Skin care experts on benefits and types

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(Spoiler: the answer is yes.)

On days when it’s not hot and the sun is hiding, is it okay to skip the sunscreen? What about a cloudier, cooler day, or a day when your time outdoors will be limited?

A trio of experts shared why sunscreen is still necessary and clarified common myths and questions about daily use.

Applying sunscreen daily to sun-exposed areas is essential, not excessive.

“The sun’s UV rays are powerful, and just 15 minutes outdoors is enough to cause long-term damage and potentially cancer to the skin,” says Jessica “Nikki” Dietert, MD, Certified Dermatologist and Mohs Certified and Trained by the stock market. Surgeon at Westlake Dermatology in Austin.

You are not just exposed to the sun outside. An older study from 2010 suggested that skin cancers occur more frequently on the left side in men. This side is the one exposed to the sun while driving.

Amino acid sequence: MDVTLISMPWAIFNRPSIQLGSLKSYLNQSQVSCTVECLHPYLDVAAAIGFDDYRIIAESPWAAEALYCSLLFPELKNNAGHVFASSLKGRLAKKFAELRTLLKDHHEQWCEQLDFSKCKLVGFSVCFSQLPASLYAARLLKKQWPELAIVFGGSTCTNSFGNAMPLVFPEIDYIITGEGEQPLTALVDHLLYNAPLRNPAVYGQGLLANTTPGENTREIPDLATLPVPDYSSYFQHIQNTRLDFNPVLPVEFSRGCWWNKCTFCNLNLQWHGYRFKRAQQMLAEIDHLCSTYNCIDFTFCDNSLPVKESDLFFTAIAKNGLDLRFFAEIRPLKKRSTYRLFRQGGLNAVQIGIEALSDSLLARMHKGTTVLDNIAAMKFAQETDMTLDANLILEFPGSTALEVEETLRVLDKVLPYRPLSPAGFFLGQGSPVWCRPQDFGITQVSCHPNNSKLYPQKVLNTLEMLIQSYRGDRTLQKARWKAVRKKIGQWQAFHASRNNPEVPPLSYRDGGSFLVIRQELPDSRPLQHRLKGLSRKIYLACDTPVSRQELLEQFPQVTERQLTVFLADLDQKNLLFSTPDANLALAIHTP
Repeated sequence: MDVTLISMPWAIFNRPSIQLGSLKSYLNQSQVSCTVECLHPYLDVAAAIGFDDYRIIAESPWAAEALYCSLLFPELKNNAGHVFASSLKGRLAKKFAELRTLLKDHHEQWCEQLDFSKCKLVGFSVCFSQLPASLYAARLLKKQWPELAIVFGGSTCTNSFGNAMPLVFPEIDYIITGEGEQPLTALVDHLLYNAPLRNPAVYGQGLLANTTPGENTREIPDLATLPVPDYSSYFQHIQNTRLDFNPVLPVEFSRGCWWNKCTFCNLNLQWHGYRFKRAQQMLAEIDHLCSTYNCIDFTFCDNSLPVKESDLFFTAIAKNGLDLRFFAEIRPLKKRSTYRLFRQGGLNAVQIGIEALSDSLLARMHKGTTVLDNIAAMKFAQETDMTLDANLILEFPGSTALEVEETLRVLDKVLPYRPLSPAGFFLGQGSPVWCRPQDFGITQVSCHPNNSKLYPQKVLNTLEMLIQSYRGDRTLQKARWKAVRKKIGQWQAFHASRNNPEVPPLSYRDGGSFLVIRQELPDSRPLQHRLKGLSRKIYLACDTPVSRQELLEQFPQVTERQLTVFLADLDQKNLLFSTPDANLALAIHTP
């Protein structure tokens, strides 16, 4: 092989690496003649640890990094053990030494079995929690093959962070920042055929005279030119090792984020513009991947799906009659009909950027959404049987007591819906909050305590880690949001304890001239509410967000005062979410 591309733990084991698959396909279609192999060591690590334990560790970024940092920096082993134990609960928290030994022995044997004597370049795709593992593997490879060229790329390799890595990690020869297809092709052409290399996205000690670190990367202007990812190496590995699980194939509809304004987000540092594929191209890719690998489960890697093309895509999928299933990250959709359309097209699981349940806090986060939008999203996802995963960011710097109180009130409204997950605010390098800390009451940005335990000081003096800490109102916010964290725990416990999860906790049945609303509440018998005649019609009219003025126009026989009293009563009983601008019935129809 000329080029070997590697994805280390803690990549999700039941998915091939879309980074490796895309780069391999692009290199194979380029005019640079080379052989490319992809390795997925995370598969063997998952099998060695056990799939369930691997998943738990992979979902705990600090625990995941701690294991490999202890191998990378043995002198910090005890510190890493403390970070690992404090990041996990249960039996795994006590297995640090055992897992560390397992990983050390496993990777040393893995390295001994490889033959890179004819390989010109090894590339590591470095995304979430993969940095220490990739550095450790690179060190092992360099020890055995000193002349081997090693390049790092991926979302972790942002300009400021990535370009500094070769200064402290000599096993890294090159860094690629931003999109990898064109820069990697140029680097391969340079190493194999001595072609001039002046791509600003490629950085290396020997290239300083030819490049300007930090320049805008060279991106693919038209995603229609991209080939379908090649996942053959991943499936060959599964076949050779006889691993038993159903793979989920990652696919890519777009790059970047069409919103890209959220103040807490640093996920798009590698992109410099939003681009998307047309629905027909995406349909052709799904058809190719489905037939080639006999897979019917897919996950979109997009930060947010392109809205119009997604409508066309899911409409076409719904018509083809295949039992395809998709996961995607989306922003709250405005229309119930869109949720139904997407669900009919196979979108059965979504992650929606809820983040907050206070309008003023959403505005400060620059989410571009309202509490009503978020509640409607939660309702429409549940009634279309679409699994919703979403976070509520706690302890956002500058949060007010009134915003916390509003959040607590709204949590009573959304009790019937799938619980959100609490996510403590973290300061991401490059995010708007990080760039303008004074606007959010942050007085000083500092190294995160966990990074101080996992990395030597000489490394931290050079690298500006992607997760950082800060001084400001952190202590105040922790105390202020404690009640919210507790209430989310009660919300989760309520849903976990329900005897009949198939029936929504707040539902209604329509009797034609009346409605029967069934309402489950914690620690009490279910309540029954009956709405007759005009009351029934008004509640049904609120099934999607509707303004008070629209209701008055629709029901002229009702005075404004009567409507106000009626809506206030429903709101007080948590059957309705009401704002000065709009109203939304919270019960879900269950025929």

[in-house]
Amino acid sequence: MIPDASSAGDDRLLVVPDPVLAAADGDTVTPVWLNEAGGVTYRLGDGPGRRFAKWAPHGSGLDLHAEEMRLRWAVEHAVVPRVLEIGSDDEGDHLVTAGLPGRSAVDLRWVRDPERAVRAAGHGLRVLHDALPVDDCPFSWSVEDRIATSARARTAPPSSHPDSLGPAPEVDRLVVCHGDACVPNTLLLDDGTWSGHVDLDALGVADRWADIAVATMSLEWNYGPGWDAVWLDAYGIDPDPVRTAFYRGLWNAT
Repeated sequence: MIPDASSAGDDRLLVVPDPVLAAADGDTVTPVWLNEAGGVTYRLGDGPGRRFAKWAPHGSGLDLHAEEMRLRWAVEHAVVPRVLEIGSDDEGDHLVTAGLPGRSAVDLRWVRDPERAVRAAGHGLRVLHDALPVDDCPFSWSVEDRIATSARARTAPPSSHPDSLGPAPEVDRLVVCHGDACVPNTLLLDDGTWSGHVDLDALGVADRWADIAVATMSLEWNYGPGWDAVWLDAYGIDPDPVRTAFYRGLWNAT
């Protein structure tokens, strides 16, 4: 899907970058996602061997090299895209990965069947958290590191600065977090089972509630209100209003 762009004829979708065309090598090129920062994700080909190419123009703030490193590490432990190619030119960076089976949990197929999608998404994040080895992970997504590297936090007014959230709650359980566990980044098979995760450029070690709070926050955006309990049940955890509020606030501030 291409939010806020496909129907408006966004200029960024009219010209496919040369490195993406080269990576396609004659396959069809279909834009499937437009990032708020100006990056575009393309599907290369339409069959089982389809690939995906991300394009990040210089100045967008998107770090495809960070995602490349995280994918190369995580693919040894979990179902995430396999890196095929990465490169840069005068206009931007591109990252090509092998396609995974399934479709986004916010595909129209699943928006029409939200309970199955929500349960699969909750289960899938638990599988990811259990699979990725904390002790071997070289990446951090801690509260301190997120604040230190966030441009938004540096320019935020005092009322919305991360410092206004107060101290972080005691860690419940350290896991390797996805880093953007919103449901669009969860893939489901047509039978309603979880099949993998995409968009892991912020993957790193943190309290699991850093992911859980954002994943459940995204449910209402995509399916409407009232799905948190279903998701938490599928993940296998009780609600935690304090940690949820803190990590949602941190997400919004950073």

A 2016 study reported that windshields blocked approximately 96% of UVA rays. However, some side windows may only block 44%.

Dietert says cancers caused by sun exposure can be aggressive and deadly if left untreated. But prevention is the best cure.

“It is recommended to apply sunscreen daily to the face, neck, chest, ears, hands and arms to prevent long-term sun damage,” says Dietert.

Erum N. Ilyas, MD, MBE, FAAD, a board-certified dermatologist with Schweiger Dermatology, agrees and recommends applying SPF every morning as part of your skincare routine.

The American Academy of Dermatology (AAD) recommends finding a sunscreen that is:

  • FPS 30+
  • broad spectrum, which protects against UVA and UVB rays
  • waterproof

Dietert explains that there are two main types of sunscreens: chemical sunscreens, which filter out UV light, and physical (mineral-based) sunscreens, which block UV light.

“[Mineral-based sunscreens] generally protect your skin from a broader spectrum of UV light,” says Dietert. “For this reason, finding a sunscreen with mineral ingredients is ideal.”

Dietert adds that these mineral-based sunscreens can be especially helpful for people with acne-prone or sensitive skin.

“These are less likely to cause skin irritation and allergies,” says Dietert.

Zinc oxide and titanium dioxide are two common ingredients in mineral sunscreens. Dietert recommends people with acne-prone skin look for niacinamide-based sunscreen and avoid oil-based ones, which can make the condition worse.